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IMMANENT UTOPIA/UTOPIA IMMINENT: THOMAS HIRSCHHORN'S GRAMSCI MONUMENT

Thomas Hirschhorn’s Monuments are works of art that demand new nomenclature. His Gramsci Monument in the South Bronx was at once physical structure and pure idea, community center and philosophical proposition, reality and dream. What does it take to build a utopia we can see, feel, and inhabit?

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"OPHELIAMACHINE" TAKES ON INFLUENTIAL 20TH-CENTURY THEATRE WORK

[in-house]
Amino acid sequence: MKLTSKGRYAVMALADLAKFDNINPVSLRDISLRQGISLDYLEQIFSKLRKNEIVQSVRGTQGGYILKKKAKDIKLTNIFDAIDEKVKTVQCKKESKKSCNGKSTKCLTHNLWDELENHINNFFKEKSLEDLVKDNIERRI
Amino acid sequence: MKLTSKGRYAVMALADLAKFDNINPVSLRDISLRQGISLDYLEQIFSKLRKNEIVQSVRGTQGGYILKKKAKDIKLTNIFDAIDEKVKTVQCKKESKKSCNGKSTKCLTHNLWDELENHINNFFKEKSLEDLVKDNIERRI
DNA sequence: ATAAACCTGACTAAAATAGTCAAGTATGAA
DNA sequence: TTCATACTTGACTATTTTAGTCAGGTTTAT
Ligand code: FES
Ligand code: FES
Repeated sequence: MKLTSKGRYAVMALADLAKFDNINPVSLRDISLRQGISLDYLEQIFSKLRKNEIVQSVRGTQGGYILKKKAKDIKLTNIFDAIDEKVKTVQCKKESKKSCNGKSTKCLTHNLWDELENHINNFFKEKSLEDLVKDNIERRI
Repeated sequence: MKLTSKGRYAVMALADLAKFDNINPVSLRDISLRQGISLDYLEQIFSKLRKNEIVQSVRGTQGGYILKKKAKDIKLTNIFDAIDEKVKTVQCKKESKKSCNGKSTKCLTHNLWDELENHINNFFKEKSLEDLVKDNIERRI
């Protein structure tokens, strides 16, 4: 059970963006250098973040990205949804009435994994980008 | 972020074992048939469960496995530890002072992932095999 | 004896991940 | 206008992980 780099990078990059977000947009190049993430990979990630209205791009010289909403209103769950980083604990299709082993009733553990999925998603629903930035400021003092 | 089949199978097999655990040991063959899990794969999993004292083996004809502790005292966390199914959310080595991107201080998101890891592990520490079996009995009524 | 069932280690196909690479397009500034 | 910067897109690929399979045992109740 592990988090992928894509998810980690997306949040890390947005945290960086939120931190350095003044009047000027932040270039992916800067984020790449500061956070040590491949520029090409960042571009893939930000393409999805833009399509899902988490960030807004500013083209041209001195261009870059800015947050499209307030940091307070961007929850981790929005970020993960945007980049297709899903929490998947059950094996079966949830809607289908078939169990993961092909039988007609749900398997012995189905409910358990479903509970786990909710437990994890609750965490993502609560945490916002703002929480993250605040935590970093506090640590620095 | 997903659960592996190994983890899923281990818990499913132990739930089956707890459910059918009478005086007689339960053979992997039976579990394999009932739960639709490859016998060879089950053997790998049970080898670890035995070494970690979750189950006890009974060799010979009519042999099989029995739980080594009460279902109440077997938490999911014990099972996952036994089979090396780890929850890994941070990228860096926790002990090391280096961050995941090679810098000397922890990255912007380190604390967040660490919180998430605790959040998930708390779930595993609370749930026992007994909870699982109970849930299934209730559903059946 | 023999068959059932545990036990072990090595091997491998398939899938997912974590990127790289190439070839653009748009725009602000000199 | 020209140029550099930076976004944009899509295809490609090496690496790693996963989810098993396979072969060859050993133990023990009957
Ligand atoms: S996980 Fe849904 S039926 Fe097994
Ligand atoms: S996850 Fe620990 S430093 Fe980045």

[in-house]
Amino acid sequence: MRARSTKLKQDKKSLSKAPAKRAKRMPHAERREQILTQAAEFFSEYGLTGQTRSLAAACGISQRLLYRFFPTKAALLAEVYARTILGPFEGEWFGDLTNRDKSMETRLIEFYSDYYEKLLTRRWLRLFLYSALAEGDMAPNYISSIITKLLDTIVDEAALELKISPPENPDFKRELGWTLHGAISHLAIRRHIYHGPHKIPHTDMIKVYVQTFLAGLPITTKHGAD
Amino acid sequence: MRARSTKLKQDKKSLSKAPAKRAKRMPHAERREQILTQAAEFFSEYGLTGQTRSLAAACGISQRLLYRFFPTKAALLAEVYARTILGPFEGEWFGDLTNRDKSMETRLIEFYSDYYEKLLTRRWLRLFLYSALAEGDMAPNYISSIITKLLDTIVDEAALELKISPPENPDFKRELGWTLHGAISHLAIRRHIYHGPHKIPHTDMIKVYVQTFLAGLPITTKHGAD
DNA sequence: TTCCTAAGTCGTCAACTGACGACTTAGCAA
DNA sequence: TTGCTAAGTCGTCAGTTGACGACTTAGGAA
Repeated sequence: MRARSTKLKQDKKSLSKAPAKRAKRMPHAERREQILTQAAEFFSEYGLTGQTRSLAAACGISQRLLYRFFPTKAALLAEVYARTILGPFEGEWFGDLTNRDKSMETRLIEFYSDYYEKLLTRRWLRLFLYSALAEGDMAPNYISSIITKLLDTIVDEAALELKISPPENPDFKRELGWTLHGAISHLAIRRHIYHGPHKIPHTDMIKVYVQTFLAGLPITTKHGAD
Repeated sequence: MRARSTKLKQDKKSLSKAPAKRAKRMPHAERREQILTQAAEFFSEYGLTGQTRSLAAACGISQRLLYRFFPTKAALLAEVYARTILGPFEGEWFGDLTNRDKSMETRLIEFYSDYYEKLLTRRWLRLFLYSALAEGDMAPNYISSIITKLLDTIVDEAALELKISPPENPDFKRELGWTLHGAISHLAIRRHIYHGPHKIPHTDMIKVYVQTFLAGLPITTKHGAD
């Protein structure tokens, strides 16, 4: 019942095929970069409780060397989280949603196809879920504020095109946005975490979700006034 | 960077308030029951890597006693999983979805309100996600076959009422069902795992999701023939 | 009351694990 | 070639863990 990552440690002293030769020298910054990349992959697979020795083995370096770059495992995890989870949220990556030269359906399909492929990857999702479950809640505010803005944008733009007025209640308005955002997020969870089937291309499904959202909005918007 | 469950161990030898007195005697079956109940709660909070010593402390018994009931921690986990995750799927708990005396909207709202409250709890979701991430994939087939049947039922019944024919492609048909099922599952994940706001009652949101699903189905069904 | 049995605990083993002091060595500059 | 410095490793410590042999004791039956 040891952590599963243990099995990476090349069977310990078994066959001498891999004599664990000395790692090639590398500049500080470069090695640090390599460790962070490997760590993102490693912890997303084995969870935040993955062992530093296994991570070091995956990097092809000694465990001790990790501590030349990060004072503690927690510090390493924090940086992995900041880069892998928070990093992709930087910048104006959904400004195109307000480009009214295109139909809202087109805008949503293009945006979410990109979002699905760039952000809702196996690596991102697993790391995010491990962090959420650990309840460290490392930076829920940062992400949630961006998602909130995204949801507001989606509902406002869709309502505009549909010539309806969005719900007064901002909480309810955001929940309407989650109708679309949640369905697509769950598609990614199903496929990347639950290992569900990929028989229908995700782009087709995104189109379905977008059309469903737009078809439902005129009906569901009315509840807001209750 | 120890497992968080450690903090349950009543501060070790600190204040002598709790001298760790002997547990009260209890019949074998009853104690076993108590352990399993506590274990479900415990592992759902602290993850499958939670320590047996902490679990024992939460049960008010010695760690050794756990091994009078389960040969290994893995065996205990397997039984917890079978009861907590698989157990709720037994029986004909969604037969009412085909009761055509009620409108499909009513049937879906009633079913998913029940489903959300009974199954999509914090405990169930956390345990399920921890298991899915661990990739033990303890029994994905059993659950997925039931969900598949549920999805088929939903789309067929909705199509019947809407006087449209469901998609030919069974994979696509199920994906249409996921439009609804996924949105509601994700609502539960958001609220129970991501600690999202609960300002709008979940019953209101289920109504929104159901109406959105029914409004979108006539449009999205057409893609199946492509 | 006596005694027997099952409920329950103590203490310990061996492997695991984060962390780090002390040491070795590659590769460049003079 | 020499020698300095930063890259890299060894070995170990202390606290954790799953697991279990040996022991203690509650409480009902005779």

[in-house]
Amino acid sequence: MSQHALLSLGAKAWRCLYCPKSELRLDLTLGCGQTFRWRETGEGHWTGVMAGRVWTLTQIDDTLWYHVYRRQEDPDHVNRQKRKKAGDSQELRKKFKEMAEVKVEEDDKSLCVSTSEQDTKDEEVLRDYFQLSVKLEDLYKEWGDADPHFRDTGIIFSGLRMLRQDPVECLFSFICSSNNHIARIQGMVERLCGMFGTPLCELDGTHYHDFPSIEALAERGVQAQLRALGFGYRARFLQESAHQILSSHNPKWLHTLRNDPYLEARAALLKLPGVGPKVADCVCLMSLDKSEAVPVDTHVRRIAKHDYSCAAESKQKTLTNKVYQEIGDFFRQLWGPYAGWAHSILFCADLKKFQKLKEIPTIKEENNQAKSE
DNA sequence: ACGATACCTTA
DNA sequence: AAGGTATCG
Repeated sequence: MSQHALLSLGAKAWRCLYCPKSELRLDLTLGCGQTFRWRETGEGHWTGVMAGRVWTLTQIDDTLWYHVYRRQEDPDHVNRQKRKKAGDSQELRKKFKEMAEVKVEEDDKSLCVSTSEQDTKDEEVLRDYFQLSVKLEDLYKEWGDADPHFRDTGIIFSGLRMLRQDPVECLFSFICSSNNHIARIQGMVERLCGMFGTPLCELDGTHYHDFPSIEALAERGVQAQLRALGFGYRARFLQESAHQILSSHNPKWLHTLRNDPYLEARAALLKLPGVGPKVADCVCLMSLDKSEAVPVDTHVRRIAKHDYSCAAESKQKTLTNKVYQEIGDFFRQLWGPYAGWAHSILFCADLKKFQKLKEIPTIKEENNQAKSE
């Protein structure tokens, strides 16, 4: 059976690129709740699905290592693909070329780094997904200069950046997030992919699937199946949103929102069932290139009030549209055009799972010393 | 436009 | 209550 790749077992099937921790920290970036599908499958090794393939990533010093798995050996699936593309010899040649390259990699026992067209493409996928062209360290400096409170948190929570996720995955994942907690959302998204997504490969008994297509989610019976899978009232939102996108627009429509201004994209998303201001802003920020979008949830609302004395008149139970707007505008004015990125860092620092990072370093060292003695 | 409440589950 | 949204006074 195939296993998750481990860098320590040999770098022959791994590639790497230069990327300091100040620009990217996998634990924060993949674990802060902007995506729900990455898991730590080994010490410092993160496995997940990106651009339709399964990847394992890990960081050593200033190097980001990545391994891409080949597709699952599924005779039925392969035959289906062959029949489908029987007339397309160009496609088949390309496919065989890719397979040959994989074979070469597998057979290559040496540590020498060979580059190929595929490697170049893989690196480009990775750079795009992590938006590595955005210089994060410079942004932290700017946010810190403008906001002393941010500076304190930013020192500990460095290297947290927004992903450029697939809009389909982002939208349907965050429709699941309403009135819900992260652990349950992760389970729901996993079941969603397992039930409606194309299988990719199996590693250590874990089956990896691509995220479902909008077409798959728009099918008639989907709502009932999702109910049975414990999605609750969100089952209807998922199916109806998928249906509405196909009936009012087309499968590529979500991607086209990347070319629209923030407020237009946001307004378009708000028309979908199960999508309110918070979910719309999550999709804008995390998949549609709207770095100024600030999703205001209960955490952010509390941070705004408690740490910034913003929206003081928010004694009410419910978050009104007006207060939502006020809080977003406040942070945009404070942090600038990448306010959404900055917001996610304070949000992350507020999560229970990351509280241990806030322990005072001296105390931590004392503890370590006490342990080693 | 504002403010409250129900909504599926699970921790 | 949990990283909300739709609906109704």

Like Shakespeare, Heiner Müller was never terribly interested in what Ophelia had to say. In 1979 Müller, the (formerly East) German playwright and director who would inherit artistic directorship of Bertolt Brecht’s Berliner Ensemble, composed Hamletmachine, a jagged assemblage of language planes, an adaptation less than ten pages in length, but so dense and so open to extreme directorial intervention that productions of the piece running up to twelve hours have been staged all over the world...

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NOW YOU SEE HER

On Annie Dorsen's Magical at New York Live Arts.

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CAN THE SUBALTERN PERFORM?

On Lilibeth Cuenca Rasmussen's Afghan Hound at the Venice Biennale.